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Extending leads - battery or ESC?

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ericrw03/04/2012 13:28:47
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I'm converting a i/c Piper Cub to electric. I've got be able to either extend the battery leads or the ESC leads. Which should it be and at what length would the maximum be ? Hope someone can advise !

Steve Hargreaves - Moderator03/04/2012 13:36:40
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Aeromodeling lore tells us to extend the motor wires. Apparently the back EMF caused by the rapid switching can damage the input capacitors if the input leads are too long. Personally I haven't had a problem with slightly extended (3-4 inches) input wires.

Maximum length? No idea but remember that wire does have resistance so making them longer will add extra power sapping resistance. How long might you need them? I can't see why you would need to extend them massively in a Cub....

ericrw03/04/2012 13:46:37
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Hi Steve, The lenght will be about 3.5", I will not be able to extend the motor wires ,it will have to be either battery or ESC. The joy of converting !!!

Frank Skilbeck03/04/2012 13:59:27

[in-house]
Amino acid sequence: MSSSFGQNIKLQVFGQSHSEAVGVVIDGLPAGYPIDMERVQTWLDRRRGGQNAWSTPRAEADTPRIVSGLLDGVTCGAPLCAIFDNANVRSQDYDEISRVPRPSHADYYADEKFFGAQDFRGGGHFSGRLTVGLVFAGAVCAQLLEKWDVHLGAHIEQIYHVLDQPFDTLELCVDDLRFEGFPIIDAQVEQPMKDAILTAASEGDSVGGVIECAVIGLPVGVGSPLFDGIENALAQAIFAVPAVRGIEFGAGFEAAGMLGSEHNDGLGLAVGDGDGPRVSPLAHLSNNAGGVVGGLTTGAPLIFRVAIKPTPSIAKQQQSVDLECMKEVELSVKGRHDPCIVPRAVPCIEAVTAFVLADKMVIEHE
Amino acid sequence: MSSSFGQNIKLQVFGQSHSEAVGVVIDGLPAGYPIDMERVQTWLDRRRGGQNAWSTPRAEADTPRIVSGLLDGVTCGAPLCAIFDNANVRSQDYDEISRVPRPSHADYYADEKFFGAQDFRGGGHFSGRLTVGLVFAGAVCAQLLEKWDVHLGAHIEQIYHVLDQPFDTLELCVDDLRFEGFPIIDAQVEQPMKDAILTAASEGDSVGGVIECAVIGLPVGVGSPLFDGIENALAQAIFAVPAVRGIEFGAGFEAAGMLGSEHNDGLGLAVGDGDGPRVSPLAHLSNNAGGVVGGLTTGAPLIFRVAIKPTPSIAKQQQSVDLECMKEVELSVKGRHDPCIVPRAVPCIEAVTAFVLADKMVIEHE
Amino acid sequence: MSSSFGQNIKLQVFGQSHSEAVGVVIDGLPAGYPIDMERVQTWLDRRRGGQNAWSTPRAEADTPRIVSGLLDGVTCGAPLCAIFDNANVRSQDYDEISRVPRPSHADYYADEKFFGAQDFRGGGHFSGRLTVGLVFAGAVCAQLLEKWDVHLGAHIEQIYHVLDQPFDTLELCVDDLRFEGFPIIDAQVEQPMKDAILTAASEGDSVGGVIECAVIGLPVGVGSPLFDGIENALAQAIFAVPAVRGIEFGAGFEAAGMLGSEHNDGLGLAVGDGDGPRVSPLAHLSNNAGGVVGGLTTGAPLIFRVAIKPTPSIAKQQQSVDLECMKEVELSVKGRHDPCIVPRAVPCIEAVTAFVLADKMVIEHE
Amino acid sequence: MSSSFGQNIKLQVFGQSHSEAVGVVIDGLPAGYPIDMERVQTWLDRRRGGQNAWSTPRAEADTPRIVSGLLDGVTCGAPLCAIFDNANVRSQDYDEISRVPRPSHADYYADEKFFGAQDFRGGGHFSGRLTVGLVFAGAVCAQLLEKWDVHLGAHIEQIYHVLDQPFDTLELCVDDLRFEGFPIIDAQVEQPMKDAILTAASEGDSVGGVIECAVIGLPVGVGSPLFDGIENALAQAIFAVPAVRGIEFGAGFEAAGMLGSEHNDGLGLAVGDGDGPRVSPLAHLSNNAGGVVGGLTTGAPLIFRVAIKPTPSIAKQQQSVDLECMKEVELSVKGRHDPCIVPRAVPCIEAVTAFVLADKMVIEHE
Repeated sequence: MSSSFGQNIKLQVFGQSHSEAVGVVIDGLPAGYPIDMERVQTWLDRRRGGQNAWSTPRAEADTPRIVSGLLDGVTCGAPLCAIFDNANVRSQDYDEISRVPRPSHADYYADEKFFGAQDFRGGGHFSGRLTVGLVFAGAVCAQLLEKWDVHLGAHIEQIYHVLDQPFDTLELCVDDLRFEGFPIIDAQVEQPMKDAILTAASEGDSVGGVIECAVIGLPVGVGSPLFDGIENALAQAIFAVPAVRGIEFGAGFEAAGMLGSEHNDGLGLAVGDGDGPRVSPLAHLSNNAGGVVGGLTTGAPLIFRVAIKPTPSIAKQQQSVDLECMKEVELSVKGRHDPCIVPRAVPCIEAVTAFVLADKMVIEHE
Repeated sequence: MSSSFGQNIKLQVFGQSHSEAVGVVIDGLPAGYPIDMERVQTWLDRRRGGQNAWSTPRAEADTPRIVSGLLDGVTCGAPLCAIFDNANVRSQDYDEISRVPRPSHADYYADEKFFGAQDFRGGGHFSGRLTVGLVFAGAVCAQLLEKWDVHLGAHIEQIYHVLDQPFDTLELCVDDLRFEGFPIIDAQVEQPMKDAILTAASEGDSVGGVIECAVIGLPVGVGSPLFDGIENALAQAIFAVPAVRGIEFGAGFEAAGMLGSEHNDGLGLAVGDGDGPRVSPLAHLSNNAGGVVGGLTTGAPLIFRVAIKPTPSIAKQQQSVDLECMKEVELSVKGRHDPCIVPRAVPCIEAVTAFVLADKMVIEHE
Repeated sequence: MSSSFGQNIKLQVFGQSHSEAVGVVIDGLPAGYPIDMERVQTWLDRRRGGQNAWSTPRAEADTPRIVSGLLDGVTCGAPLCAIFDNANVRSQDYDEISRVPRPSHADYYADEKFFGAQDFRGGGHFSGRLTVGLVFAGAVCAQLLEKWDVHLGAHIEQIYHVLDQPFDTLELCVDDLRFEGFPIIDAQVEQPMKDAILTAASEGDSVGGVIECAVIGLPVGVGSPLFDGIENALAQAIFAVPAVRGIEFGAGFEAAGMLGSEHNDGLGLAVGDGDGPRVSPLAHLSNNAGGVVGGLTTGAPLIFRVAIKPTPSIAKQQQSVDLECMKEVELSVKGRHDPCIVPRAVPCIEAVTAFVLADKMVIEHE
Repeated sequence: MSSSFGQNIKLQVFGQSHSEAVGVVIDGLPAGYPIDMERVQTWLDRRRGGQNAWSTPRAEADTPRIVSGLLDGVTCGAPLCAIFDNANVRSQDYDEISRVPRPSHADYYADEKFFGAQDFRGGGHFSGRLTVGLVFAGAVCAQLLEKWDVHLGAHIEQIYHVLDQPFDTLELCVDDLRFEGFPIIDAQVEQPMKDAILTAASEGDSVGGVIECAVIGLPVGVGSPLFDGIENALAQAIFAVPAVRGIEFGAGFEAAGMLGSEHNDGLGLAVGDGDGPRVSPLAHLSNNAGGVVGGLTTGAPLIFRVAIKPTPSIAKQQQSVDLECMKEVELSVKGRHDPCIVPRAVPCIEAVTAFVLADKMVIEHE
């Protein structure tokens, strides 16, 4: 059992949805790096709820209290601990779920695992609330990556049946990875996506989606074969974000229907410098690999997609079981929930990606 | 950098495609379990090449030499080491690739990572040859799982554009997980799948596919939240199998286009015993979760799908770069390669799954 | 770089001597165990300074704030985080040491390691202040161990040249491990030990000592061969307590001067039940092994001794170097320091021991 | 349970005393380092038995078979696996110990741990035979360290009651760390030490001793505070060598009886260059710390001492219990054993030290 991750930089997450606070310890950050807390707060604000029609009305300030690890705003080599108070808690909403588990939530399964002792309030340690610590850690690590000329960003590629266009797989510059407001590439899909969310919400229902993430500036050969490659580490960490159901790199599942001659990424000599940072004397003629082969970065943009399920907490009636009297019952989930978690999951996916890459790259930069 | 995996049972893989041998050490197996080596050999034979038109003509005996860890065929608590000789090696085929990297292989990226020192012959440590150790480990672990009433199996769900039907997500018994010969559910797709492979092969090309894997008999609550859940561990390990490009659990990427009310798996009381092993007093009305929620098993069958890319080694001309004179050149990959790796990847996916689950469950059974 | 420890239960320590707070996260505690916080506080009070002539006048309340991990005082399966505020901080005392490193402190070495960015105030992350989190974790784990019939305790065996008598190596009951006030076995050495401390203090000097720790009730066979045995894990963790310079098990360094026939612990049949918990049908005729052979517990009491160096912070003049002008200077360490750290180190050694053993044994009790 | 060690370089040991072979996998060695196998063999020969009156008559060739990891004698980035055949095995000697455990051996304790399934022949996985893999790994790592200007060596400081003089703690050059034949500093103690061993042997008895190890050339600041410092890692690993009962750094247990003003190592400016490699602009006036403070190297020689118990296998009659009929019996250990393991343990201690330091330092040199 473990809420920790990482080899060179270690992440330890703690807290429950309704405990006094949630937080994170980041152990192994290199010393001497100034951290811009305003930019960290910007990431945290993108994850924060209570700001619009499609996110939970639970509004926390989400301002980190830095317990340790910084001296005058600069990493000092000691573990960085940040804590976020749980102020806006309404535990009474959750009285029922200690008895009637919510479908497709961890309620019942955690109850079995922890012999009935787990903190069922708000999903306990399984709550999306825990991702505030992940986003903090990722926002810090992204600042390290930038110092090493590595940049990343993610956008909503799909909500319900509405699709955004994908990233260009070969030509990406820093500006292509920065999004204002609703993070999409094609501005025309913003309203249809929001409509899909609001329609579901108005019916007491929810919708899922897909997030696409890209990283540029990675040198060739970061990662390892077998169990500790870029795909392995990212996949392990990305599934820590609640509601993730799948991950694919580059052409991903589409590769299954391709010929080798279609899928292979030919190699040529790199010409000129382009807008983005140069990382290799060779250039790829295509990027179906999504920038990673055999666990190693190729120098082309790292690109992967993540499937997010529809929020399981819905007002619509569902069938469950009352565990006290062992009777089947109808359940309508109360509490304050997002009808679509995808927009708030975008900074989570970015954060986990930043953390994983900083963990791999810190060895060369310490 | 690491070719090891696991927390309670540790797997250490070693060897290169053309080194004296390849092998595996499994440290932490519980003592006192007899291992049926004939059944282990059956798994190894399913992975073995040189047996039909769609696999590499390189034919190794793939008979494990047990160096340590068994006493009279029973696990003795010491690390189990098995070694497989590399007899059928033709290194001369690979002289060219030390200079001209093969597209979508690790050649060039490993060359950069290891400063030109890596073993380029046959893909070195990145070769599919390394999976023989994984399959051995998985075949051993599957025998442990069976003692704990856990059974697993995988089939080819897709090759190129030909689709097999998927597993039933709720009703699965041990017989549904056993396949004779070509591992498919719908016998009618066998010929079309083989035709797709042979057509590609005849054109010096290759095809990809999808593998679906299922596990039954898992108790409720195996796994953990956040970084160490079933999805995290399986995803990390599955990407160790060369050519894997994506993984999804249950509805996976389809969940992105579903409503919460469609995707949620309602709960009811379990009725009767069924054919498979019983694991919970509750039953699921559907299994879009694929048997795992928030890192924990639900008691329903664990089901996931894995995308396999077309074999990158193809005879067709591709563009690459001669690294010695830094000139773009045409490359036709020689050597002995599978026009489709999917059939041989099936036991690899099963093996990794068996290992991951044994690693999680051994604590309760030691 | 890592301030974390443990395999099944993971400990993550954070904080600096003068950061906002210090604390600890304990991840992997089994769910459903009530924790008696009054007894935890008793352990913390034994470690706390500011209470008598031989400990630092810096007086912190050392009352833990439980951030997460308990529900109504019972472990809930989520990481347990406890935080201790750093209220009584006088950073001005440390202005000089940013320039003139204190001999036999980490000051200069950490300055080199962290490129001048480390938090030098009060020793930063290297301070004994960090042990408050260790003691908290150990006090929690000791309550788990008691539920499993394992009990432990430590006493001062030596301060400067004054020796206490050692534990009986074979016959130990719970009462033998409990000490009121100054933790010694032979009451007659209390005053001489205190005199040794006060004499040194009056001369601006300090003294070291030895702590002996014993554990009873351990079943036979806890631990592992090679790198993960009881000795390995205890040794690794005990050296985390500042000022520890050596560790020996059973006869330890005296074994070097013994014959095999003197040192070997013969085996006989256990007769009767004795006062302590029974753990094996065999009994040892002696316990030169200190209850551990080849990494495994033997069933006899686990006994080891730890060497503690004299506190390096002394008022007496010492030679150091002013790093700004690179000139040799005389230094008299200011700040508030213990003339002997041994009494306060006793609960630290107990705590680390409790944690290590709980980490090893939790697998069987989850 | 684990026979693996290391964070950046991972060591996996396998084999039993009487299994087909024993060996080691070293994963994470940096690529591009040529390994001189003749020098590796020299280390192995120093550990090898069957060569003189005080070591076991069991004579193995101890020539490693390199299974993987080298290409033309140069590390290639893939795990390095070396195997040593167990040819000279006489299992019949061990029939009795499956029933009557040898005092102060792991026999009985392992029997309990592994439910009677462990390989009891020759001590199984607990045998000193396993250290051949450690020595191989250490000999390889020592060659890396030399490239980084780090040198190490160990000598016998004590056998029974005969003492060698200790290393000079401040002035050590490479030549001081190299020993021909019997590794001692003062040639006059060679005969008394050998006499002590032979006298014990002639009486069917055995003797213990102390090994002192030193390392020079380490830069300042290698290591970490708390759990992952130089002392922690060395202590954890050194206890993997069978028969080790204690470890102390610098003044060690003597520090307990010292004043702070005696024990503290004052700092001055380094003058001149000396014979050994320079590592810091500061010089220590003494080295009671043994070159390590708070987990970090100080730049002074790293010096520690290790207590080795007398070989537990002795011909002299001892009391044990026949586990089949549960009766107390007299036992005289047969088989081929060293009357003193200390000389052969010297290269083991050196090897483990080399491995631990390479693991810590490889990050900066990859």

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As Steve says it's best to extend the wires between the Motor and ESC, but adding 3.5" between the ESC and battery should be an issue either.

I am surprised on converting a Piper Cub though i would have thought the best place for the battery (c of g wise) would be in the tank bay.

Codename-John03/04/2012 13:59:31
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the esc output side steve means by motor wires eric, you can either extend the 3 attached to the motor or the 3 cables from the esc to the motor just not the 2 to the battery, 3.5 inches will be ok as the resistance will be next to nothing as long as the joints are good

Allan Bowker03/04/2012 14:07:36
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I have a few aircraft with extended wires from the battery to the ESC with no issues.